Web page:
- Common Name
- Snares Island penguin
- Genus Species
- Eudyptes robustus
- Snares Island penguins have a crest of yellow plumes that extend behind the eyes. Snares Island penguins are identified from other crested species by the bare pink patch of skin at the base of their bill.
Male: Males can be larger in size than females and also have a thicker bill.
- up to 64 cm (25 in.)
- 2.5-3 kg (6-7 lbs.)
- euphausiid shrimp, squids, fishes
- 31-37 days
- Sexual Maturity
- 6 years old
- Life Span
- 15-20 years
- Snares Island penguins are found south of New Zealand in the Snares Islands (all within 3 sq. km).
- Nests in muddy, forested areas and on rocky slopes.
- Global: about 62,000 mature penguins
- IUCN: Vulnerable
CITES: Not listed
USFWS: Not listed
- For more information about penguins, explore the Penguin InfoBook.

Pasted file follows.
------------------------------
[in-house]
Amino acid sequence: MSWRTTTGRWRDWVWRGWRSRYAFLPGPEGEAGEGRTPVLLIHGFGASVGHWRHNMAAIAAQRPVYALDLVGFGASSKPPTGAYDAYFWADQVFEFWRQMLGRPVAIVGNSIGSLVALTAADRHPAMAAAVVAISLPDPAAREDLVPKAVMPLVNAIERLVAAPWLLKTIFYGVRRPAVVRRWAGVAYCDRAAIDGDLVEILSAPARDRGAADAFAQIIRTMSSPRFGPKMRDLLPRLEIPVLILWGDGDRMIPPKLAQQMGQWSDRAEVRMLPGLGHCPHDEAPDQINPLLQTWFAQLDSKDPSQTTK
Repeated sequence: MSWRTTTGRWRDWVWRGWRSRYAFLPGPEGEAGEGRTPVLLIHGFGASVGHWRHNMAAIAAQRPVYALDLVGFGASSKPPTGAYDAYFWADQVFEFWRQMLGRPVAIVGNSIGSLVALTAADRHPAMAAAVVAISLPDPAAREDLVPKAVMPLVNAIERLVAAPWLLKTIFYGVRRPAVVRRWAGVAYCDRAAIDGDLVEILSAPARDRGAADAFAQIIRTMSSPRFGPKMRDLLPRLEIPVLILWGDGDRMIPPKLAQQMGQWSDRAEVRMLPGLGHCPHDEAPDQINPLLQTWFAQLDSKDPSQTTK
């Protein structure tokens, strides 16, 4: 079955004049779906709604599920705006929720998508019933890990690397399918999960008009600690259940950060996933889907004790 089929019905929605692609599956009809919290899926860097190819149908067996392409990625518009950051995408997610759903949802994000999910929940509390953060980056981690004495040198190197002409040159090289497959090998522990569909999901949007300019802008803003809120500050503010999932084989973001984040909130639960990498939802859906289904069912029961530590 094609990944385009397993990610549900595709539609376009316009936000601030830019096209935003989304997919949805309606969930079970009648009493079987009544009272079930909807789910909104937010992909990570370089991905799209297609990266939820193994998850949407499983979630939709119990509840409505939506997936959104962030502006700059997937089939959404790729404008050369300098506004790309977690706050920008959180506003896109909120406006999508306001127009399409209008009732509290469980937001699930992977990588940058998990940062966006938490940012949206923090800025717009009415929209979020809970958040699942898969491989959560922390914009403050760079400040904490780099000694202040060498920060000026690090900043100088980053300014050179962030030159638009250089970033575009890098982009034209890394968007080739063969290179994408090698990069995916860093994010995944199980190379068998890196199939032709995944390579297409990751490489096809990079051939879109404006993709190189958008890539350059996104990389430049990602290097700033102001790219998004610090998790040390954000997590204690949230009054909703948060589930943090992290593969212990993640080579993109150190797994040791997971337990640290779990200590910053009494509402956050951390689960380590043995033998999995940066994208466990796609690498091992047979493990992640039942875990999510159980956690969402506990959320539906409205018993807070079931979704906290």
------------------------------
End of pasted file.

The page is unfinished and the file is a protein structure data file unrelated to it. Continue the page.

Ecology and Conservation
The low population number and limited breeding areas and distribution make the Snares Island penguin vulnerable to a variety of natural and human disturbances.
All 18 penguin species are legally protected from hunting and egg collecting. The Antarctic Treaty of 1959 makes it illegal to harm, or in any way interfere with, a penguin or its eggs. Every penguin specimen collected with a permit must be approved by and reported to the Scientific Committee for Antarctic Research (SCAR). Penguins are vulnerable to habitat destruction, overfishing of primary food sources, ecological disasters such as oil spills, pollution such as trash in the ocean, and human encroachment into nesting areas.
BirdLife International (2006) Species factsheet: Eudyptes robustus. Downloaded from birdlife.org
Coats, Judith. Penguins: Flightless Birds of the Southern Hemisphere. SeaWorld Education Department, 2001.
Nuzzolo, Debbie. Penguin March. SeaWorld Education Department, 2002.